10.27.2010

Inventors' Corner: U.S. Patent #7,741,722 – Through-wafer vias

This patent describes a technique that enables fabrication of vertically stacked, high-performance three-dimensional (3-D) computer chips. The invention creates “through-silicon vias,” which are vertical connections etched through a silicon wafer and filled with metal, to boost the speed at which data flows from chip-to-chip.



The vias enable chips and memory devices that are traditionally placed side-by-side on a wafer to be stacked on top of each other. The vertical stacks eliminate the need for long metal wires that typically connect chips together. This technique significantly reduces the size of a chip package, as well as the distance that information needs to travel on a chip. Consequently, chip components can be packaged much closer together, which results in faster, smaller, and lower-power chips.

IBM is using the patented TSV technique in the production of silicon germanium (SiGe) communications chips, which power amplifiers for cellular handsets, cordless phones, wireless LAN and WiMAX applications. The through-silicon vias can improve power efficiency in SiGe-based wireless products up to 40 percent, which leads to improved performance and longer battery life.

U.S. Patent #7,741,722 was issued to IBM inventors Paul Andry, Edmund Sprogis, Kenneth Stein, Timothy Sullivan, Cornelia Tsang, Ping-Chuan Wang, and Bucknell Webb.

Using Science, not garlic, to take on energy vampires



By 2014 it is estimated that 2 billion computers will be in use. In terms of energy consumption this equals the power to run the entire country of India for one year. 


In the European Union it is estimated that standby power also known as, vampire power, accounts for about 10% of the electricity use in homes and offices of its member States -- this will rise to 49 terrawatt hours per year - nearly equivalent to the annual electricity consumption for Austria, Czech Republic and Portugal combined.
How much more pressure will be on the grid as consumers purchase more mobile phones and businesses and governments acquire more supercomputers to make sense of all the data they are collecting?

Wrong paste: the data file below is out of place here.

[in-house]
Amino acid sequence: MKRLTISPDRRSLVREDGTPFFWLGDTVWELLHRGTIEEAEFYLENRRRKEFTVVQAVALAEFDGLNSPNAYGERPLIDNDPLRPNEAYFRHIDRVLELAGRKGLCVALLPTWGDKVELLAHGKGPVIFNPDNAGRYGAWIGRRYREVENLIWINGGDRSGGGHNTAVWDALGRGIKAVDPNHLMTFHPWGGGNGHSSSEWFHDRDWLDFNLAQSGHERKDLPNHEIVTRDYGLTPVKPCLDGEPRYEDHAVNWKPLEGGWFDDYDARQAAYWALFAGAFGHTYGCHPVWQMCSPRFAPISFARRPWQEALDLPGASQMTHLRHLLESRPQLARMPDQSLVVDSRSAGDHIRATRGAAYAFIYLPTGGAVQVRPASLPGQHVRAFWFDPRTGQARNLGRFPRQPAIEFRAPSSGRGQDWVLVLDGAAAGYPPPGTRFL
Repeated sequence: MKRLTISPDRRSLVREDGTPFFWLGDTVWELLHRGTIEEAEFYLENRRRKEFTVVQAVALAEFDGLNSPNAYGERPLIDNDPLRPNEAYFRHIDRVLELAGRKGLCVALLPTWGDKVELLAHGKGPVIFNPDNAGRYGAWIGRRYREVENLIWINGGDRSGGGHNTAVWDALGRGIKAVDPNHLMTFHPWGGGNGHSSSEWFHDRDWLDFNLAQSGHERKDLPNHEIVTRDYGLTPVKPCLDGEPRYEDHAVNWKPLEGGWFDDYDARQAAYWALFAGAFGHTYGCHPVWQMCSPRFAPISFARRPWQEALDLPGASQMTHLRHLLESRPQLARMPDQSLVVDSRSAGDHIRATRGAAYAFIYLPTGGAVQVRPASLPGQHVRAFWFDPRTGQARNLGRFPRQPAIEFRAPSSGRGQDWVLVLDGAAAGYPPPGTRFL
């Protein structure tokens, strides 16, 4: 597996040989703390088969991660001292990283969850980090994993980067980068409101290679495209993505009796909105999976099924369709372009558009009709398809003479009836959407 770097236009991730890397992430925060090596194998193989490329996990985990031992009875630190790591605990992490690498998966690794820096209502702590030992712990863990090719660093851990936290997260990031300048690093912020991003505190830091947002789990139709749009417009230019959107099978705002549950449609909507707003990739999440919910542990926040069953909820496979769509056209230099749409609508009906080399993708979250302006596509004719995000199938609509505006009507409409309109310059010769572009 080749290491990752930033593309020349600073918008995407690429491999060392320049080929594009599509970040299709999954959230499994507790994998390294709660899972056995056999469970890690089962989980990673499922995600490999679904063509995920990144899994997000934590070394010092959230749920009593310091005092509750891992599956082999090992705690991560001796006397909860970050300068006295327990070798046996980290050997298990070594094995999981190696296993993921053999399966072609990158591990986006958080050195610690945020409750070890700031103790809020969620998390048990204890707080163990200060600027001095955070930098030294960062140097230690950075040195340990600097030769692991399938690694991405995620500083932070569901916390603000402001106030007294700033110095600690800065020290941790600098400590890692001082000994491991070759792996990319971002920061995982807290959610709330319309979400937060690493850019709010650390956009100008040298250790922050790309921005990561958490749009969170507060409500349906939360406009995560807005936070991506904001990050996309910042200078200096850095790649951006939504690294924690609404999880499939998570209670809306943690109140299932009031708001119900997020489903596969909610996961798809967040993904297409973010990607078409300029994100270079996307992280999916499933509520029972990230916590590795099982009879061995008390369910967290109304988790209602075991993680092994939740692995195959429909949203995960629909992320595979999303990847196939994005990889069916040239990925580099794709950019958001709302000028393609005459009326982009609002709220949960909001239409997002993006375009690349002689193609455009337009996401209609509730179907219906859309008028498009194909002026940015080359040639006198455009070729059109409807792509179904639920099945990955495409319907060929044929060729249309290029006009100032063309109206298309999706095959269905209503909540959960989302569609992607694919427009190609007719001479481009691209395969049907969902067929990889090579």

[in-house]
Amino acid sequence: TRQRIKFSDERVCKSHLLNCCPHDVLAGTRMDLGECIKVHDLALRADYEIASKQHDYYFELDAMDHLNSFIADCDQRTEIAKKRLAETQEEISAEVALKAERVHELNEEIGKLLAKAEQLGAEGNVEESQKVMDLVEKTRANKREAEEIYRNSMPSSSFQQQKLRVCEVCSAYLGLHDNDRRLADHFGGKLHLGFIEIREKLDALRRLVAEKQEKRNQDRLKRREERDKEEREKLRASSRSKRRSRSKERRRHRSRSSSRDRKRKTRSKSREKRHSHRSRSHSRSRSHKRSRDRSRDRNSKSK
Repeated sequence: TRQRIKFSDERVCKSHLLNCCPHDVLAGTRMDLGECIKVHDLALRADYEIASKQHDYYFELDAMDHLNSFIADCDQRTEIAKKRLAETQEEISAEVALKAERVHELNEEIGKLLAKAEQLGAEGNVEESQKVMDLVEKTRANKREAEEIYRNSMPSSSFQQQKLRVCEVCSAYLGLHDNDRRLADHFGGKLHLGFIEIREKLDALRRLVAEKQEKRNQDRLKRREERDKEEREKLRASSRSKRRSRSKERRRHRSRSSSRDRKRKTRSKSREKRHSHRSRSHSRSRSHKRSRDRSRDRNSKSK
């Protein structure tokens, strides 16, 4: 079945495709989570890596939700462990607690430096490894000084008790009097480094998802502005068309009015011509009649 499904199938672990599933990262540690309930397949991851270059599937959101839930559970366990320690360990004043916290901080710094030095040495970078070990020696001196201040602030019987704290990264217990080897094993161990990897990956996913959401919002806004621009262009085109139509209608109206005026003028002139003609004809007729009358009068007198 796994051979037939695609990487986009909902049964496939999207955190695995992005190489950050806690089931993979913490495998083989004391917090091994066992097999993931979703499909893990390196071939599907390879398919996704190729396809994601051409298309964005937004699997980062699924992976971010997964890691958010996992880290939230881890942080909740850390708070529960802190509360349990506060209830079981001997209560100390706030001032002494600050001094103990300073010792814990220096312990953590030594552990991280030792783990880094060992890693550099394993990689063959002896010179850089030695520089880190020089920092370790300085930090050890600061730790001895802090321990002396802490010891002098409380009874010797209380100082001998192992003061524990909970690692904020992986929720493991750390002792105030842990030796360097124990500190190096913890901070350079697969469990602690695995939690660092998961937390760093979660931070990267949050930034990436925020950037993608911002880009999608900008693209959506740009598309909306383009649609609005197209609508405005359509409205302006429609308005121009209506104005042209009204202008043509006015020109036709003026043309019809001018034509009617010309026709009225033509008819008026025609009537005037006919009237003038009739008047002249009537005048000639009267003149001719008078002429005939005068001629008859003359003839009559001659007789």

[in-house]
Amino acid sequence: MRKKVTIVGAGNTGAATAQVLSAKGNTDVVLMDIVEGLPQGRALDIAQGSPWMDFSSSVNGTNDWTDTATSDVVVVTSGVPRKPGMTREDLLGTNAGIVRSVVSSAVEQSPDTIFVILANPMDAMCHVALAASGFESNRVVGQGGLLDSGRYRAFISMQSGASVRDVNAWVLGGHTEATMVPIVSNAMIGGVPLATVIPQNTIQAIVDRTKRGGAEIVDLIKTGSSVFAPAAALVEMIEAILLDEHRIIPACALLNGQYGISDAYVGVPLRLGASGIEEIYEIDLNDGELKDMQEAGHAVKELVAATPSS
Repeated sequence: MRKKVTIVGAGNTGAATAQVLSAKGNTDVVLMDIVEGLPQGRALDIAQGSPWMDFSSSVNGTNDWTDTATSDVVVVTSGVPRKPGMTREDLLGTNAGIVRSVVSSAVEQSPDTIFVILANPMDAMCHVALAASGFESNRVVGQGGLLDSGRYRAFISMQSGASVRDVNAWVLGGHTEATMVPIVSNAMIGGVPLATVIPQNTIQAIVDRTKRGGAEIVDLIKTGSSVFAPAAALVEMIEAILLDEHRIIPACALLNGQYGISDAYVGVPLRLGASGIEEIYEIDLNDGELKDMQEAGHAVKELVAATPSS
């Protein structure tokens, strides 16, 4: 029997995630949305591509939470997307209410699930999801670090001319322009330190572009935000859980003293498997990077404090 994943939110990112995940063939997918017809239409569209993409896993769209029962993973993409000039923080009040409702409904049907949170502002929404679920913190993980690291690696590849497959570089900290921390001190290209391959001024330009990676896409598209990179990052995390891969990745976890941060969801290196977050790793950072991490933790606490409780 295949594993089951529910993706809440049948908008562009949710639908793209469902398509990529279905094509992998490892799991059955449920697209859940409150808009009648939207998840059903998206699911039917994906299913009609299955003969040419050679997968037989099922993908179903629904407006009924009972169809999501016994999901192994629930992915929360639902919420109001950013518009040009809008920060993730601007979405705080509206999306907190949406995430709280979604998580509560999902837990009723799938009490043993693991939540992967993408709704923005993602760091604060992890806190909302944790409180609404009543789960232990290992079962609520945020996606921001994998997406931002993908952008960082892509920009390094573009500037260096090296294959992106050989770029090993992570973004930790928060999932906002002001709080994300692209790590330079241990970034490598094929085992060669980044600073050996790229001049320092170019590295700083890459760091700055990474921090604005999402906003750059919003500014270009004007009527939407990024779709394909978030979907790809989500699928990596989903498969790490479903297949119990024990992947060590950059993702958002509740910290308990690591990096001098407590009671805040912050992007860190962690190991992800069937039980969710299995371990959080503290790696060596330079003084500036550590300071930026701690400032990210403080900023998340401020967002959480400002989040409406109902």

The numbers are staggering, but there is hope. Today, the European Union has announced a new project consortium called Steeper, made up of corporate R&D labs, including IBM and several Universities in Italy, Switzerland and Germany that are tackling this huge challenge at its smallest element -- the transistor.
During the next 36 months scientists in the consortium will combine their collective know-how to explore and develop tunnel field effect transistors (TFETs) based on semiconducting nanowires.  These TFETs will help to significantly reduce the power consumption of the basic building blocks of integrated circuits  from the smallest consumer electronics to massive supercomputers. 

To explain the challenge, consider a leaky water faucet -- even after closing the valve as far as possible water continues to drip -- this is similar to today’s transistor, in that energy is constantly "leaking" or being lost or wasted in the off-state.  In Steeper, scientists not only hope to contain the leak by using a new method to close the valve or gate of the transistor more tightly, but also open and close the gate for maximum current flow with less turns, i.e. less voltage for maximum efficiency.
“Power dissipation has become one of the major challenges for today’s electronics, particularly as the number of devices used by businesses and consumers multiplies globally,” said Dr. Heike Riel, who leads the nanoscale electronics group at IBM Research - Zurich. “By applying our collective research in tunnel field effect transistors with semiconducting nanowires we aim to significantly reduce the power consumption of the basic building blocks of integrated circuits affecting the smallest consumer electronics to massive, supercomputers.”
Scientist believe they can reduce power consumption in electronic devices when they are in use by a factor of 10. Even more amazing is that they believe they can reduce the power consumption to nearly zero when these same devices are in stand-by or sleep mode. This means cheaper electric bills and longer battery life for laptops, cameras and mobile phones and less pressure on the aging electrical grid.